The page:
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Life is alright. As a computer science major, I probably spend more time cooped up doing work than other people. I like the house system. It's great to have upperclassmen living on campus, and the system does a good job of fostering a sense of community. Cambridge is a fantastic city to live in. I don't think you can really do much better in terms of location, unless you absolutely can't stand cold weather. Anything you could possibly want is nearby and the T is an incredibly convenient public transportation system. You wouldn't want to be driving around Boston, anyway. Some people complain about the party scene, other people seem to be pretty happy with it. To be honset, I don't party, so I really can't judge.
Very grueling (academically for science majors, extracurricularly for humanities majors.) Everything is a constant competition, which grows tiring.
The best thing about Harvard is the different types of people here. Like everyone has a different view on everything and everyone is passionate about something and willing to learn about other things. It seems like everyone is here to get something out of college. I think Harvard is just the right size and I love the sense of community that groups and clubs create. People usually try not to freak out when I tell I go to Harvard and it becomes awkward. Sometimes they do freak out and it still becomes awkward. It's just...always awkward. I love the fact that there are other schools around so that you can assert your superiority. Haha, just kidding. But it's great to have other schools cuz you can mix it up and go to their parties and take them to your parties.
Harvard is completely overwhelming. In every way imaginable: academics, socially, extra-curricular-wise, etc, and it's extremely important to stay grounded and true to yourself. It's easy to feel completely overshadowed by everyone, and the best mentality is to celebrate the achievements of everyone around you while figuring out your own path and interests. The town around is great - Cambridge has some great stores/restaurants, and it's a nice break from campus. The best thing about Harvard is the people you meet - I've met some truly extraordinary people here, all of whom are talented and passionate about what they do.
At Harvard, everyone's a leader. It's a bit exhausting and spurs untold numbers of inferiority complexes. It's a place that makes people feel like they should be extracurricular superstars as well as academic. There are a million student groups, tons of volunteer organizations and opportunities and a great infrastructure to support them (the Phillips Brooks House), final clubs, fraternities and sororities, political groups, and a bunch of other kinds of activities. Having transferred from a state school, I could hardly believe how much money the place has. It's evident everywhere, and most students have no context for appreciating how lavish it is. From the gorgeous dining halls to what struck me as amazing food and gourmet menus (that I of course eventually tired of) to the receptions and wine and cheese that followed lectures, to what seems to be hundreds of thousands of dollars given to undergraduates for research during the year and the summer. Being located in Cambridge is definitely a nice thing about Harvard, though the people of Cambridge might disagree. It's wonderful to have such beautiful and vibrant neighborhoods within walking and biking distance of the campus, though thanks to the Harvard Corporation, the corporate body alternately controlling or at odds with the faculty and administration, Cambridge is getting more and more expensive and commercially and demographically homogeneous.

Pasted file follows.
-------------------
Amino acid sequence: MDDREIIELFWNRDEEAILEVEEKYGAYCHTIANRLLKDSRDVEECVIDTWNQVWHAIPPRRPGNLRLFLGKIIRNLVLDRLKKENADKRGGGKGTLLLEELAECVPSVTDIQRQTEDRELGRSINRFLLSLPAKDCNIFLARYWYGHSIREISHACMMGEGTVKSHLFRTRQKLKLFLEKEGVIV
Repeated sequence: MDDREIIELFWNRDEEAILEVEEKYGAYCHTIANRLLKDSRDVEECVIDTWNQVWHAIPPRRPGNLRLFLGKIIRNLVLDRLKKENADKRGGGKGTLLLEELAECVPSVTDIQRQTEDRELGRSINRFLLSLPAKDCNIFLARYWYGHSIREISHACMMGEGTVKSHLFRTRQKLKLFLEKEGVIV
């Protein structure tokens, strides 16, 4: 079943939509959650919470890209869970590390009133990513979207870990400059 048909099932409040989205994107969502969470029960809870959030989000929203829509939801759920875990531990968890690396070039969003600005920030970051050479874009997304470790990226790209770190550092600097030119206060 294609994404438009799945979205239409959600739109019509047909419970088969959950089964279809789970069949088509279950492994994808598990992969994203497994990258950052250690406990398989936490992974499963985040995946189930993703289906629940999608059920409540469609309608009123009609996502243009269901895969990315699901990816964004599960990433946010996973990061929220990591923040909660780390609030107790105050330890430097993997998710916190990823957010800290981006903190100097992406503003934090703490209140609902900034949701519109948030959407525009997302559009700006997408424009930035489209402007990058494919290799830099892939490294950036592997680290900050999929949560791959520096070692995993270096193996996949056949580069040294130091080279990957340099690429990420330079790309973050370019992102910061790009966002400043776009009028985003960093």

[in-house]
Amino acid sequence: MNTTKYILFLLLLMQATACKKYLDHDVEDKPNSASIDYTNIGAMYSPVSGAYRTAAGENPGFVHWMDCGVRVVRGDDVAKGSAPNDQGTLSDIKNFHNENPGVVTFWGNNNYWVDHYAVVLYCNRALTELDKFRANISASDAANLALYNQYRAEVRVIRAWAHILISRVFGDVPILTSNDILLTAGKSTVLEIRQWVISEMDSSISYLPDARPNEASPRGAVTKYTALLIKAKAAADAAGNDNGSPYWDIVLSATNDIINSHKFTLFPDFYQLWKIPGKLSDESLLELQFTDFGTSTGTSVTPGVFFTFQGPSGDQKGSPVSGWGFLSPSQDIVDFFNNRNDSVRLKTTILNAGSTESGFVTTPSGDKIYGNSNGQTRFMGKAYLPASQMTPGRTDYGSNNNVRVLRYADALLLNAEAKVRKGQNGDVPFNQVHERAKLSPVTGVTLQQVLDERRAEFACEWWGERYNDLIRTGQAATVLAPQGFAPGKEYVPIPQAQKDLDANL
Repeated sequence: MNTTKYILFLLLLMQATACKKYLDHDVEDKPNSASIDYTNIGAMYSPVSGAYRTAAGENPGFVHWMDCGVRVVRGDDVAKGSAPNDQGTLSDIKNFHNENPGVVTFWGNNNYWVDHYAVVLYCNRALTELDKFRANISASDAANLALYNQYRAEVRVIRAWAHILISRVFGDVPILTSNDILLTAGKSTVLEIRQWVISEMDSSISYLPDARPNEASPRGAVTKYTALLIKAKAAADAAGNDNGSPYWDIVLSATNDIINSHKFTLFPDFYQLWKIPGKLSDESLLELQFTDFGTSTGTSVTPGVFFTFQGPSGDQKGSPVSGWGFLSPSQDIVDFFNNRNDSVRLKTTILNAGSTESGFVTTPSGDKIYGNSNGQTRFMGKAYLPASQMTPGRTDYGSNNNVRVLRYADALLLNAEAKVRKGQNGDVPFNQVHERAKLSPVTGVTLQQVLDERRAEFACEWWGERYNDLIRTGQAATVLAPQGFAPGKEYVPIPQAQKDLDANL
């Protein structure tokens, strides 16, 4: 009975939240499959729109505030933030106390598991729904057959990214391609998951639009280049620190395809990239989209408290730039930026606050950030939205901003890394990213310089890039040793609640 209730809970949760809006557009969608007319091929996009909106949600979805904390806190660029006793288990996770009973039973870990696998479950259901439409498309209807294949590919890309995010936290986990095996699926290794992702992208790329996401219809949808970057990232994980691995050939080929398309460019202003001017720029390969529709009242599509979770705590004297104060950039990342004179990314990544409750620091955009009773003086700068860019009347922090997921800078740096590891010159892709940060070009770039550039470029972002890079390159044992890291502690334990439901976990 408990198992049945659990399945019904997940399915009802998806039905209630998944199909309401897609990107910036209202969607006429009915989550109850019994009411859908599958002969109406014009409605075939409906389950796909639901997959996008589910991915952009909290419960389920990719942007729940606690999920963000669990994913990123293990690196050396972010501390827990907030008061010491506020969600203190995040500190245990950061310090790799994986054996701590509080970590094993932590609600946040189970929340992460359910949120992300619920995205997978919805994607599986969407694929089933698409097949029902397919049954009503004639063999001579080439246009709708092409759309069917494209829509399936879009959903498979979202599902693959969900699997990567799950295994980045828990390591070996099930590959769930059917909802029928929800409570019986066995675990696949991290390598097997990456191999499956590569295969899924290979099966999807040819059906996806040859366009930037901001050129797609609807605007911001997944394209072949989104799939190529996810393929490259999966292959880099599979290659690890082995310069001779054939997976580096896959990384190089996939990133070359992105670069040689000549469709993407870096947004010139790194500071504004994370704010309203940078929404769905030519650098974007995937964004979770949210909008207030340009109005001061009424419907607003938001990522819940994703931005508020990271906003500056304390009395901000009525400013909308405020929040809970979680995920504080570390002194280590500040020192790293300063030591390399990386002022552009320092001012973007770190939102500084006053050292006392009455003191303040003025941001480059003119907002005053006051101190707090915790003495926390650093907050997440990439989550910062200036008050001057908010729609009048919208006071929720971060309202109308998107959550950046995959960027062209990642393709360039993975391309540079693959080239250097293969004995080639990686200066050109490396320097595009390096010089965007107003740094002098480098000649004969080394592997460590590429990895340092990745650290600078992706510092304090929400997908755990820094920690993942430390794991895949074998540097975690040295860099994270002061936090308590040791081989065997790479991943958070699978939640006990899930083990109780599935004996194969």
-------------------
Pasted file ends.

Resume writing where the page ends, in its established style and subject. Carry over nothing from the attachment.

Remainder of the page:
Harvard's beautiful -- it takes a while to realize that. One thing you have to know when coming to Harvard is not to set overly high expectations because you'll be let down sooner or later. When I first came to Harvard, I felt disoriented -- I expected life to be perfect and the school to accommodate to my every needs. But, after having dashes of realism slapped to my face, I realized that would never happen and that Harvard is great as it is. If you go to Harvard, you're going to have to deal with the uncomfortable situation of people asking you where you go and then being shocked to hear the answer. It's a bit awkward because they usually react by believing you to be a brilliant person destined for greatness, to which you have to respond with a combination of modesty and agreement. I spend most of my time in my dorm room. I do frequent the dining halls, libraries, other people's rooms regularly though. On the weekends, when I feel overloaded, I like to go to the various shopping malls we have (3 big ones: Downtown Boston, Cambridgeside Galleria, Prudential). Boston's a great town and I'm excited to exploring it more. The complaints I have about Harvard's administration are I feel they could really do more in terms of school food and school-wide events. The food isn't great -- with that much money, shouldn't we have better food? Comparatively, though, I feel it's equivalent or a little better than most college campuses, so maybe I'm just a bit spoiled. As for school-wide events, Harvard seems to pool a lot of money into individual club events and such. There aren't many school-wide events for people to attend without club affiliation. Of course, club events are usually open to everyone, but still, it'd be nice to have more "Harvard" events to increase school pride. There is of course a lot of school pride about Harvard. Most everyone is happy that they go here and the "prestige" it lends to their self-esteem. For the most part, Harvard school pride isn't verbalized however. There is more overt "house" pride (upperclassmen are separated into Houses, where they stay from sophomore to senior year).
Frances SophomoreReviews provided by: Unigo